INTRODUCTION
Following the initiative of Professor Samuel Kotz and the sustained collaboration of Professors Samuel Kotz and Camilo Dagum, the Research Centre on Income Distribution (C.R.I.Di.Re.), the Department of Quantitative Methods and the Faculty of Economics “R. M. Goodwin” of the University of Siena (Italy) are sponsoring and organizing an the International Conference to Honor Two Eminent Social Scientists in the Centenary of very important events that took place in 1905. Corrado Gini defended his outstanding Doctoral Thesis on the statistical analysis of births by gender, and Max O. Lorenz published a remarkable paper in the former Series of the Journal of the American Statistical Association, on methods of measuring the concentration of income and wealth. It is intended to be a tribute to the remarkable and permanent presence of C. Gini and M. O. Lorenz seminal contributions in the research carried out in the last one hundred years on the theme of the Conference by the community of scholars. The theme of the Conference deals with Income and Wealth Distribution, Income Inequality, Decomposition of Inequality Ratios, Directional Distance Ratios between Distributions, Analysis and Measurement of Poverty, Human Capital Methods of Estimation and the Size Distribution of Human Capital. In effect:

1. Corrado Gini‘s outstanding Doctoral Thesis defended in 1905 at the historical University of Bologna, was accepted with the higher honors, and was awarded the “Vittorio Emanuele” Prize. It was published in 1908. In this year, C. Gini started his exceptional contributions to income inequality, mathematically proving that the Pareto inequality parameter is an equality, and not an inequality parameter, as Pareto sustained. In 1914 C. Gini proposed his famous and statistically and economically well founded income inequality ratio that continues to be the most accepted and applied income inequality index. He also published an important volume on the amount and composition of the wealth of nations, where he analyzed the human and the non-human capital.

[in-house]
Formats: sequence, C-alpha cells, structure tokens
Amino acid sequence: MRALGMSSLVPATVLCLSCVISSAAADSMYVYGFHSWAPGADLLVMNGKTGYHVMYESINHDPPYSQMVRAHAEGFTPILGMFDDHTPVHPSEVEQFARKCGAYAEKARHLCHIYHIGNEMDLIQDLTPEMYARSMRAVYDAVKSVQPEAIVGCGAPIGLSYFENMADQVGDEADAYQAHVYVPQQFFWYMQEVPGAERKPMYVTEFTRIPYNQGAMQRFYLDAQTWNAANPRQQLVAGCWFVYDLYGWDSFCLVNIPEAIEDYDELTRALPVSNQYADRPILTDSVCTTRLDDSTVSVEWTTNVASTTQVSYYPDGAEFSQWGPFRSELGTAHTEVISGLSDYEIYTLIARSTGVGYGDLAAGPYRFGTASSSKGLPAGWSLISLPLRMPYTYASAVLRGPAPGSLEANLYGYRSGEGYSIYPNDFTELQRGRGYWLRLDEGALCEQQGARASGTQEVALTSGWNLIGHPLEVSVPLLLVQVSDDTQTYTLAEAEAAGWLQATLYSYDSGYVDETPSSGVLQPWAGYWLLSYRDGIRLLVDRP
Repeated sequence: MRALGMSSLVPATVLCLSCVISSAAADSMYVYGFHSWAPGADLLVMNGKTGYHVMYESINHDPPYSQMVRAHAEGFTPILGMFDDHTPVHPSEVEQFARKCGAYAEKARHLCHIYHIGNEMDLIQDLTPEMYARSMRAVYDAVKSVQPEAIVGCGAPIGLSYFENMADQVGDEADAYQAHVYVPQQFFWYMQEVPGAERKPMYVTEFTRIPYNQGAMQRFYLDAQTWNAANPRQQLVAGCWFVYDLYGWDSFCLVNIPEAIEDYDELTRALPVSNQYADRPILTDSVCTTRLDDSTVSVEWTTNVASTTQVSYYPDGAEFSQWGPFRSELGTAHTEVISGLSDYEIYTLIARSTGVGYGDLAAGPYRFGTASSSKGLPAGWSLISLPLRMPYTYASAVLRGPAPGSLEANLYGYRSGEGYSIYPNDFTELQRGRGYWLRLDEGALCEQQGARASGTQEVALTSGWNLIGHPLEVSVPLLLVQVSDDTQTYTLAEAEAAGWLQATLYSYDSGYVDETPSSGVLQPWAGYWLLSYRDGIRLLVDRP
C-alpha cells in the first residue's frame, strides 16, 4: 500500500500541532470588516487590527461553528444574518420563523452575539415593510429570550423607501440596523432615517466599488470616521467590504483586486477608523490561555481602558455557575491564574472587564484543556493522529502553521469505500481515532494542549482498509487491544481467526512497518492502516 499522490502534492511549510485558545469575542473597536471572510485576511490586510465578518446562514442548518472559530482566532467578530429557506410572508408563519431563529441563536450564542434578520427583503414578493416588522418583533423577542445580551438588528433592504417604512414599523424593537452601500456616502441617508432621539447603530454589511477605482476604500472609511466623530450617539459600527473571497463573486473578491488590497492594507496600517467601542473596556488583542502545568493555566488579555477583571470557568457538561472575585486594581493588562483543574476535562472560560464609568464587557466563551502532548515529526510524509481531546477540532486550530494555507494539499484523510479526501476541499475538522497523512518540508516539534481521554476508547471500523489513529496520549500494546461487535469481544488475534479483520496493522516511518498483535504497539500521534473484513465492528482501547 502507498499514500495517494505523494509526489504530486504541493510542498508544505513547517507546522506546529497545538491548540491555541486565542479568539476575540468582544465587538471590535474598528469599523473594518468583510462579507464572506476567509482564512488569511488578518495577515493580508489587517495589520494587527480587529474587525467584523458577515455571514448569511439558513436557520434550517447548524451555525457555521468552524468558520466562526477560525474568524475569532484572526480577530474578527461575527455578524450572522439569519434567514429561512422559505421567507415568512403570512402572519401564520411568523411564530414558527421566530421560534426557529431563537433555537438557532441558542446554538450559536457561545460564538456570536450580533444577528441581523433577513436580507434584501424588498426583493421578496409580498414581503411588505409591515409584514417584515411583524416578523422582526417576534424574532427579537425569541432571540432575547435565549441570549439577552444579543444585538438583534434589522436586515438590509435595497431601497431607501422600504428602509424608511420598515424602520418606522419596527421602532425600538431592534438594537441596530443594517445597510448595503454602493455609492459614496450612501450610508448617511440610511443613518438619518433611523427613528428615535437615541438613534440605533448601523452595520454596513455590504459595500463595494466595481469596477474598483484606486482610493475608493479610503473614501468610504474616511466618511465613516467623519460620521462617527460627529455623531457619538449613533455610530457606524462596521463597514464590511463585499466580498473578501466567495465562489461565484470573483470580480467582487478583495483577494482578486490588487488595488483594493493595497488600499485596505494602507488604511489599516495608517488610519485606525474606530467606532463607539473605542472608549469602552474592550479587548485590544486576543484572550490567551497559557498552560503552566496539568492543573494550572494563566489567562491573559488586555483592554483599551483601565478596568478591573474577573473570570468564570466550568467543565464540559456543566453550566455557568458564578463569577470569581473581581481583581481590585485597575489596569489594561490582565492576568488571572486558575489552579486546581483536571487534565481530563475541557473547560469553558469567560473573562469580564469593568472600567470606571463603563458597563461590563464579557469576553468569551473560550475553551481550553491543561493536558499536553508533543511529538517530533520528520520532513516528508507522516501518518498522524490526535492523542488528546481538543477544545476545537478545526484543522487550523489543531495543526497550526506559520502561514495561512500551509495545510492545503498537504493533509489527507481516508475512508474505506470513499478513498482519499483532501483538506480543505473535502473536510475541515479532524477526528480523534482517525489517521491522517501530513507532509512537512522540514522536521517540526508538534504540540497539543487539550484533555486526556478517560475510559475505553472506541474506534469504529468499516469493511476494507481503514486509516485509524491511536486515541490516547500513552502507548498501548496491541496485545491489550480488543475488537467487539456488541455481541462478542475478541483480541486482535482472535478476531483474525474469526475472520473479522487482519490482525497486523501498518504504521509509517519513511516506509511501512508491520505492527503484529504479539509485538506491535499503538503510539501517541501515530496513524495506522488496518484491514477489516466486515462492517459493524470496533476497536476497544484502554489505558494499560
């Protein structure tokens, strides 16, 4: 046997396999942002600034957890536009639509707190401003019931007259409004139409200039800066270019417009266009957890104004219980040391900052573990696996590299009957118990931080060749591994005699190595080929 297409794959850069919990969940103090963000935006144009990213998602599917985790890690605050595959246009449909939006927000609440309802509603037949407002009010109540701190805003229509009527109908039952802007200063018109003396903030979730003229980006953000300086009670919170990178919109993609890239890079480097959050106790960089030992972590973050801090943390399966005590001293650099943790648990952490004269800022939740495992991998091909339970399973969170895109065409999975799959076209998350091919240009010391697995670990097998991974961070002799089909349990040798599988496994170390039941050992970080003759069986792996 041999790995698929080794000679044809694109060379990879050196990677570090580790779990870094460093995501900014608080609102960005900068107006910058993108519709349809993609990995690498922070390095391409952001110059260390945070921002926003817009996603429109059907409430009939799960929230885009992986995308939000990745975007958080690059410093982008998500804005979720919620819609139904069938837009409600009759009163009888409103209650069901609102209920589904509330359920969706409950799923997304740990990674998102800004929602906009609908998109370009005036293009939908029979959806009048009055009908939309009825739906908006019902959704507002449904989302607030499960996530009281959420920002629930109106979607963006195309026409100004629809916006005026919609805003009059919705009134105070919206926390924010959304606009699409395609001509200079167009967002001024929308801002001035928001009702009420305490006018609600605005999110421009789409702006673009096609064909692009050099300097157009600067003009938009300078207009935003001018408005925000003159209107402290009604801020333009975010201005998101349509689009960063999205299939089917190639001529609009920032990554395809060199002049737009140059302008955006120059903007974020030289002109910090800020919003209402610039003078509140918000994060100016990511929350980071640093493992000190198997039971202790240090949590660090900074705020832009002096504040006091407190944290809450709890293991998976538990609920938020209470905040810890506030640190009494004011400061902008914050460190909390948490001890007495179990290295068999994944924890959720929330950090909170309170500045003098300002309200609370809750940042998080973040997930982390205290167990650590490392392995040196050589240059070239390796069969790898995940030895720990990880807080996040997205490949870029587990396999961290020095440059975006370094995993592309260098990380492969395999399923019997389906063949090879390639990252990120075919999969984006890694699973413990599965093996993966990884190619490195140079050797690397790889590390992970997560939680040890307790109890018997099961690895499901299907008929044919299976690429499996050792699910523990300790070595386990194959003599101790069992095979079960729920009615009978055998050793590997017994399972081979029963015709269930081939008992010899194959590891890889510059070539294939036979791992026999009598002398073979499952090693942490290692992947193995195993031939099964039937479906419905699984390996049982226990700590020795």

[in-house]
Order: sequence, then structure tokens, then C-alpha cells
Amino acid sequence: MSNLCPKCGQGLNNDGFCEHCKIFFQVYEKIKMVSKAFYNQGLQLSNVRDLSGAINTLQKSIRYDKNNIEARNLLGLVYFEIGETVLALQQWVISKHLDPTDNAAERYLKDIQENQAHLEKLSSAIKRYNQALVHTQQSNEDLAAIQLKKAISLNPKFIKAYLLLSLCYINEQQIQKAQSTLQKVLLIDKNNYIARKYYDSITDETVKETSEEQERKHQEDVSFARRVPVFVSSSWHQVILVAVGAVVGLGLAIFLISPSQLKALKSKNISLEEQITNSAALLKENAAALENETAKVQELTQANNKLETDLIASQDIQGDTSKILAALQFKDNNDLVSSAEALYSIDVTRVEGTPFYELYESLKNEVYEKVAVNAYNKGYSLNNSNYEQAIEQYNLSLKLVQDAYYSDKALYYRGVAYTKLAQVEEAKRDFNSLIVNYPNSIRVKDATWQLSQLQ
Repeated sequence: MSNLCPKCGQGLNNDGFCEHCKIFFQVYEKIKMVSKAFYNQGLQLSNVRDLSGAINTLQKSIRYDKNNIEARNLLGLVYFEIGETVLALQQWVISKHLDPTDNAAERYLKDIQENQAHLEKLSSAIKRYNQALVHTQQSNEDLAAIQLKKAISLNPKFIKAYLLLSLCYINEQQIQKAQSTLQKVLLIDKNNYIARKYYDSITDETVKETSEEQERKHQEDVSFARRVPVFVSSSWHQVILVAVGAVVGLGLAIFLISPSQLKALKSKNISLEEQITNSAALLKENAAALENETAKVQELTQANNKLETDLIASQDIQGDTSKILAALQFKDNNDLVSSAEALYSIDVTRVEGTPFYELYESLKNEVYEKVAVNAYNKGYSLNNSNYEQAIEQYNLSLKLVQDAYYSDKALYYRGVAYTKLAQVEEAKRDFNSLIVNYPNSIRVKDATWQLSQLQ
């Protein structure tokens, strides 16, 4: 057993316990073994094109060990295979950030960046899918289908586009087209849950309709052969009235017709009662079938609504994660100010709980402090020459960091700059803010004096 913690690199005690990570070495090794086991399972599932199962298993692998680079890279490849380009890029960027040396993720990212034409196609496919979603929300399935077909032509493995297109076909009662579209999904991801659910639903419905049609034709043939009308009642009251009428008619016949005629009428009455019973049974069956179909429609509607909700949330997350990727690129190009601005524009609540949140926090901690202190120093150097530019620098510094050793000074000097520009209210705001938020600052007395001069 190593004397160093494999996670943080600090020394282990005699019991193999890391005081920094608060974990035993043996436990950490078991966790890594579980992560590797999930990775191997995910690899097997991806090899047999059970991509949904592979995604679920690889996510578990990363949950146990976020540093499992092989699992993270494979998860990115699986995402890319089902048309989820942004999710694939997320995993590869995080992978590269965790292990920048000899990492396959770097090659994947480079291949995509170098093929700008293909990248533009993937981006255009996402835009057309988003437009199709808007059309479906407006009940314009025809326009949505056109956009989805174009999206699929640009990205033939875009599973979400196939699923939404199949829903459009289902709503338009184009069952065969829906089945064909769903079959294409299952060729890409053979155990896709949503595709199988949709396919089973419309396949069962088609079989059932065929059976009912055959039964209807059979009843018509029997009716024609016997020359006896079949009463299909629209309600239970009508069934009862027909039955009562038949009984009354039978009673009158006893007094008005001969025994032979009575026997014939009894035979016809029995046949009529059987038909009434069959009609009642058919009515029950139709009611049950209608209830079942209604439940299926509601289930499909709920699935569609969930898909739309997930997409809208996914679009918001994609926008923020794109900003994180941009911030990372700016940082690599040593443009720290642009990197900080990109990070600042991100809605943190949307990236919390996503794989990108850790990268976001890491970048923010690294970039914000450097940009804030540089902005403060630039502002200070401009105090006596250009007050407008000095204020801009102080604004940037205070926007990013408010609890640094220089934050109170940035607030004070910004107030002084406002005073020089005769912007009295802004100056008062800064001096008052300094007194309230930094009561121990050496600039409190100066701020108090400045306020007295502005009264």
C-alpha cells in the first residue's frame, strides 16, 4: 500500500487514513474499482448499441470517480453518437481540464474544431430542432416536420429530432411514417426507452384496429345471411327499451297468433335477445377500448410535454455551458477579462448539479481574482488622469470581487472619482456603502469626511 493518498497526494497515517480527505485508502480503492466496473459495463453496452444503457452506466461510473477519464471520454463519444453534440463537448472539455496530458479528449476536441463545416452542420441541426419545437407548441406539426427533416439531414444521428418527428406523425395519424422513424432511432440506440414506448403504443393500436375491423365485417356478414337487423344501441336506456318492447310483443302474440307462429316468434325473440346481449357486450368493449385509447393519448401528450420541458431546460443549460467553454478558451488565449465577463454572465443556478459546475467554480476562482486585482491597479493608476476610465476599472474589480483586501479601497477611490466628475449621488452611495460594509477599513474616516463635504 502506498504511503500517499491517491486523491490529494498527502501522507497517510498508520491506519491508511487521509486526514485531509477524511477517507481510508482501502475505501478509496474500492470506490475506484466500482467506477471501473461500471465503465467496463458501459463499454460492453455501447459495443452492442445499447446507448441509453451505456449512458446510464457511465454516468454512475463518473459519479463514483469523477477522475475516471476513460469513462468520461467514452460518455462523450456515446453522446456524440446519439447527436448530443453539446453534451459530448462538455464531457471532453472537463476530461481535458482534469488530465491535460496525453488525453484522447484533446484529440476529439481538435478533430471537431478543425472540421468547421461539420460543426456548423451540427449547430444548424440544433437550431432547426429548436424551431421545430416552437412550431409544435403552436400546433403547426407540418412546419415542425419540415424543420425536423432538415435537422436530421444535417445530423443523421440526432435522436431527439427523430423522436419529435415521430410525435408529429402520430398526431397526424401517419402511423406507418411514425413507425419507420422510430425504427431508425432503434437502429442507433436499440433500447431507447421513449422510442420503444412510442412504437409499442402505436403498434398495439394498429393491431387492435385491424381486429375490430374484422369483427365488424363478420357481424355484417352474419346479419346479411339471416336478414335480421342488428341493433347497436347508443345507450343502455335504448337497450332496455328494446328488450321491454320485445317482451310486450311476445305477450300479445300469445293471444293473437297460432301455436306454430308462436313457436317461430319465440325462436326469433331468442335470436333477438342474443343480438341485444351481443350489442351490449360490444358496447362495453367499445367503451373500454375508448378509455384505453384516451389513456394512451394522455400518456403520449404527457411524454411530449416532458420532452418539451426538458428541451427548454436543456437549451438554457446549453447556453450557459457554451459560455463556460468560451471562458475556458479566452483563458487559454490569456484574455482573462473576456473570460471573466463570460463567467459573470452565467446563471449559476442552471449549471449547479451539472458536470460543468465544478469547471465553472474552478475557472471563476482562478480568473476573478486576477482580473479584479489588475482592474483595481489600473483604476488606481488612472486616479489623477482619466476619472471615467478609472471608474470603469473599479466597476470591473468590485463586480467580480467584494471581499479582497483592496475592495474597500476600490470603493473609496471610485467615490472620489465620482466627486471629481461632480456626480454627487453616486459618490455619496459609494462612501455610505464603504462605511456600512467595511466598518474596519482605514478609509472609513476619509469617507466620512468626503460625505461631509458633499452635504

C. Gini made an outstanding contribution to teaching, research and public service in Italy and the League of Nations, as well as to national and international scientific associations. His exceptional talent to found and to develop new journals, such as Metron and Genus, and academic institutions, such as the Statistical Research Institute at the University of Padova and the University of Rome, followed by the foundation of the excellent and unique Faculty of Statistic, Demographic and Actuarial Sciences at the University of Rome.

Since his years as a student of the University of Bologna, C. Gini revealed a truly interdisciplinary interest, including Statistical Methods, Demography, Economics, Econometrics, Sociology, Biology and Philosophy of Sciences. In the XXth Century, characterized by scarce interdisciplinary research, Corrado Gini stood as an eminent renaissance man.

2. Max Otto Lorenz, a year before he was awarded the Ph.D. in Economics at the University of Wisconsin, with a thesis on The Economic Theory of Railroad Rates, wrote a seminal paper on concentration (inequality) of wealth, where he introduced what we know as the Lorenz Curve. Published in 1905, it became a highly influencing paper that inspired further development in probability theory, stochastic dominance and economic analysis. There is almost no theoretical and applied research on income and wealth distributions and on income inequality that is not making use of the remarkable and powerful idea of the Lorenz Curve.

M. O. Lorenz was very active in publishing and teaching, and devoted several years to the public service in the U.S. Bureau of the Census, the U.S. Bureau of Railways Economics, the U.S. Bureau of Statistics and the U.S. Institute of Commerce Commission.

The scientific research of C. Gini and M. O. Lorenz continue to inspire outstanding theoretical and applied research. The University of Siena organizing this scientific Conference, from Monday, May 23 to Thursday, May 26, 2005, to honor these eminent social scientists by giving a living testimony of the ever presence of their outstanding contributions.

Achille Lemmi
President of the Organizing Committee